When receiving a treaty proposal, the AI looks at each treaty element. Every treaty element has a base anger level to accept and a concession value. If all elements are acceptable to the AI Empire, it will accept the treaty. If a few elements exceed the AI's anger level towards the proposing player, it might offer a counter treaty with revised elements. For some elements, even though they met the AI's basic requirements, they might be considered useless or not applicable and they will be removed and a counter-proposal made. A weaker AI will accept more concessions than a stronger AI due to its fear value. When an AI offers a treaty, it uses it's anger level to determine what type of treaty to offer, such as a Trade agreement or a Non-Aggression pact. Each treaty type has certain elements that are always added, while others get choosen if certain conditions are met. The specific element values added to the proposal will depend on the AI's anger and fear levels. A stronger AI will seek more concessions, while a weaker AI might offer some concessions.
In some instances when an AI player is faced with too many wars or enemies, it will make an effort to establish non-aggression treaties with current enemy empires that are of lower priority. Often these are enemy empires that are distant or at the very least, a reduced threat compared to the AI's primary enemy.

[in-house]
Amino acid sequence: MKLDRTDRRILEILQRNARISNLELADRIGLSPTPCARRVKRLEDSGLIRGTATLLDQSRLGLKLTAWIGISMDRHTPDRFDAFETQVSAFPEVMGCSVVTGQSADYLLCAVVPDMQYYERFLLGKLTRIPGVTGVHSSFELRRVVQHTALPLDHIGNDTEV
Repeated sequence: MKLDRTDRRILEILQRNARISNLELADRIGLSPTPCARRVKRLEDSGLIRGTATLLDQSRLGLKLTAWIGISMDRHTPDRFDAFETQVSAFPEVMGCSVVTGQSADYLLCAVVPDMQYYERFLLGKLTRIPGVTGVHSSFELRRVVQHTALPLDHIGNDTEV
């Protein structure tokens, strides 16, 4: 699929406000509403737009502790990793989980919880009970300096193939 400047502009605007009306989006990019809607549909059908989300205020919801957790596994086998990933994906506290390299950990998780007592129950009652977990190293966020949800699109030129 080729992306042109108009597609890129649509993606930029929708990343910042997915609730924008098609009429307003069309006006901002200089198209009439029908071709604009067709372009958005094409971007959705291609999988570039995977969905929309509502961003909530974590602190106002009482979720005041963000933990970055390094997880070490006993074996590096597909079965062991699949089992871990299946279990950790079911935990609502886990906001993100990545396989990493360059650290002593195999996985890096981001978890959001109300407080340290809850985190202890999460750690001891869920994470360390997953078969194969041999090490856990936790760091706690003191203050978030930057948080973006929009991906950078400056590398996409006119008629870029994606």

Q: How does the AI handle surrendering?
A strong AI empire will considering demanding for a weaker empire to surrender when they're at war with them and it considers itself to much more powerful. When an AI empire is asked to surrender, it first checks to see if its basic surrender conditions are met. This is a threshold fear level of the stronger player. Then there's a bunch of other factors the AI will consider - is it at peace with the requester? Is it being asked too frequently to surrender? Does the AI's personality suggest it should try and fight to the bitter end? Does it want to spite the powerful empire and surrender to one of the stronger player's rivals or an existing friend? If the answers to those questions are no, then it's likely the AI empire will give up.
Q: How does the AI make designs? New!
Each of the SE:V's standard AI players have a personalized setup of design types that is aligned with their basic empire design philosophy. For example, the Drushocka utilize a combination of small seeker ships with more fighters and carriers, while the EEE prefer moderately sized ships with direct fire weapons.
Each empire also has a list of preferred weapons they typically use. It's not a static list, but takes some consideration of role, vehicle size, enemy designs, and technology available. For example, the Amonkrie might use Phased-Polaron Beams on their defense ships, but only if known enemy designs aren't using phased shields.
Outside of weapons, additional components are added based on ship size and purpose, with adjustments made for features of known enemy designs. For example, if the Jraenar note their enemy the Phong are using skip armor weapons, then they'll be more likely to use more shields versus armor.